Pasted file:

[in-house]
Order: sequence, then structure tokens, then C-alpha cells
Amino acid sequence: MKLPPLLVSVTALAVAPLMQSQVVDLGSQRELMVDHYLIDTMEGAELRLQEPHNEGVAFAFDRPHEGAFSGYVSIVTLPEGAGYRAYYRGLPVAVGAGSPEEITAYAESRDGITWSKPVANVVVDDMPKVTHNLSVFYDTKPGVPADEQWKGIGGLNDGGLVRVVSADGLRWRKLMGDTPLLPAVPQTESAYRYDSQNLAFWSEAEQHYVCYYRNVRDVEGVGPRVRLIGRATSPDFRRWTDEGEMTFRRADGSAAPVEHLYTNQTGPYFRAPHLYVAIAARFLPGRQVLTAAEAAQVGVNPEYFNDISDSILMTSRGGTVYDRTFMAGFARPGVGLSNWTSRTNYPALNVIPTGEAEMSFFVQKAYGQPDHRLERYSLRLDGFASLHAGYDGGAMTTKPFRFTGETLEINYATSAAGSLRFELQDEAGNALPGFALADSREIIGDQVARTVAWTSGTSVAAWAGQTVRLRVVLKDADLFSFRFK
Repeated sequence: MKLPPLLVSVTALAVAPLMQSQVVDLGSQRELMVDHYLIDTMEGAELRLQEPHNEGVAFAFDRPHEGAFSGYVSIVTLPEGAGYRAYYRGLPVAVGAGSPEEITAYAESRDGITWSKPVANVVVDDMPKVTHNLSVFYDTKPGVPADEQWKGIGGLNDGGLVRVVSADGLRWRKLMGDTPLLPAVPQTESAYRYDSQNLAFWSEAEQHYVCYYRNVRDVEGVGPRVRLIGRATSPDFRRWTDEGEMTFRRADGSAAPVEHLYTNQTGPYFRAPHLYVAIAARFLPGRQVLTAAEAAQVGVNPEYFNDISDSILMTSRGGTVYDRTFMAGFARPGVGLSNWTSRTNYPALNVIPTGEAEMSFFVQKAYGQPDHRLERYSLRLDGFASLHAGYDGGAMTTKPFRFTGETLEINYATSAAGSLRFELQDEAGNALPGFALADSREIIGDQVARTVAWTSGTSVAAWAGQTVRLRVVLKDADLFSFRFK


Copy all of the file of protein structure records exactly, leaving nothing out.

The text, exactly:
[in-house]
Order: sequence, then structure tokens, then C-alpha cells
Amino acid sequence: MKLPPLLVSVTALAVAPLMQSQVVDLGSQRELMVDHYLIDTMEGAELRLQEPHNEGVAFAFDRPHEGAFSGYVSIVTLPEGAGYRAYYRGLPVAVGAGSPEEITAYAESRDGITWSKPVANVVVDDMPKVTHNLSVFYDTKPGVPADEQWKGIGGLNDGGLVRVVSADGLRWRKLMGDTPLLPAVPQTESAYRYDSQNLAFWSEAEQHYVCYYRNVRDVEGVGPRVRLIGRATSPDFRRWTDEGEMTFRRADGSAAPVEHLYTNQTGPYFRAPHLYVAIAARFLPGRQVLTAAEAAQVGVNPEYFNDISDSILMTSRGGTVYDRTFMAGFARPGVGLSNWTSRTNYPALNVIPTGEAEMSFFVQKAYGQPDHRLERYSLRLDGFASLHAGYDGGAMTTKPFRFTGETLEINYATSAAGSLRFELQDEAGNALPGFALADSREIIGDQVARTVAWTSGTSVAAWAGQTVRLRVVLKDADLFSFRFK
Repeated sequence: MKLPPLLVSVTALAVAPLMQSQVVDLGSQRELMVDHYLIDTMEGAELRLQEPHNEGVAFAFDRPHEGAFSGYVSIVTLPEGAGYRAYYRGLPVAVGAGSPEEITAYAESRDGITWSKPVANVVVDDMPKVTHNLSVFYDTKPGVPADEQWKGIGGLNDGGLVRVVSADGLRWRKLMGDTPLLPAVPQTESAYRYDSQNLAFWSEAEQHYVCYYRNVRDVEGVGPRVRLIGRATSPDFRRWTDEGEMTFRRADGSAAPVEHLYTNQTGPYFRAPHLYVAIAARFLPGRQVLTAAEAAQVGVNPEYFNDISDSILMTSRGGTVYDRTFMAGFARPGVGLSNWTSRTNYPALNVIPTGEAEMSFFVQKAYGQPDHRLERYSLRLDGFASLHAGYDGGAMTTKPFRFTGETLEINYATSAAGSLRFELQDEAGNALPGFALADSREIIGDQVARTVAWTSGTSVAAWAGQTVRLRVVLKDADLFSFRFK